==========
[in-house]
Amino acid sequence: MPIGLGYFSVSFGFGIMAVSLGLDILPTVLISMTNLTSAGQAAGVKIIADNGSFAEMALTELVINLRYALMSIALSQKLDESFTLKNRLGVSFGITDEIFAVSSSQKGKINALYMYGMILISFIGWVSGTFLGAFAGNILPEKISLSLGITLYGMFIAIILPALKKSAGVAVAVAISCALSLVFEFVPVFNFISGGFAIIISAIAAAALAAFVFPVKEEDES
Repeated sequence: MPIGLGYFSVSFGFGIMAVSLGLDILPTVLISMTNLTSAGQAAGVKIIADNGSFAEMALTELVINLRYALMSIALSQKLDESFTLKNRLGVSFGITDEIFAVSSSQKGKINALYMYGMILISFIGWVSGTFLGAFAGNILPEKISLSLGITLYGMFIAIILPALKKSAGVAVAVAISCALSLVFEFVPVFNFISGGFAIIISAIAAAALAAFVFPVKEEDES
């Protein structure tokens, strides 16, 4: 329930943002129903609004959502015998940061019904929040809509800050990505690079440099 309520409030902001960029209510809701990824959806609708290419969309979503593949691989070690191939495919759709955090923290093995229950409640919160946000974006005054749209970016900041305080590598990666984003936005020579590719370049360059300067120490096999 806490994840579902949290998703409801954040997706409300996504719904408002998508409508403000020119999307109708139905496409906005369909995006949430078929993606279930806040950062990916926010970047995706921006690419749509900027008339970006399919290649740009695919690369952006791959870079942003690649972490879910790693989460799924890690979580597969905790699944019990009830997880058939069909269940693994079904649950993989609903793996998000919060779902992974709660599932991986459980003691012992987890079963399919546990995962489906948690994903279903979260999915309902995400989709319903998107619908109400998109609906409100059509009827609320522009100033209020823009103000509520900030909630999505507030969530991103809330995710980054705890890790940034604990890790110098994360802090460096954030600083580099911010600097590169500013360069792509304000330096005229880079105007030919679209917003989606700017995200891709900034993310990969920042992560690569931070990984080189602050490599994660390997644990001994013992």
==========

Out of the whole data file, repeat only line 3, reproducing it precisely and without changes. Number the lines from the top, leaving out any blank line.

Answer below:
Repeated sequence: MPIGLGYFSVSFGFGIMAVSLGLDILPTVLISMTNLTSAGQAAGVKIIADNGSFAEMALTELVINLRYALMSIALSQKLDESFTLKNRLGVSFGITDEIFAVSSSQKGKINALYMYGMILISFIGWVSGTFLGAFAGNILPEKISLSLGITLYGMFIAIILPALKKSAGVAVAVAISCALSLVFEFVPVFNFISGGFAIIISAIAAAALAAFVFPVKEEDES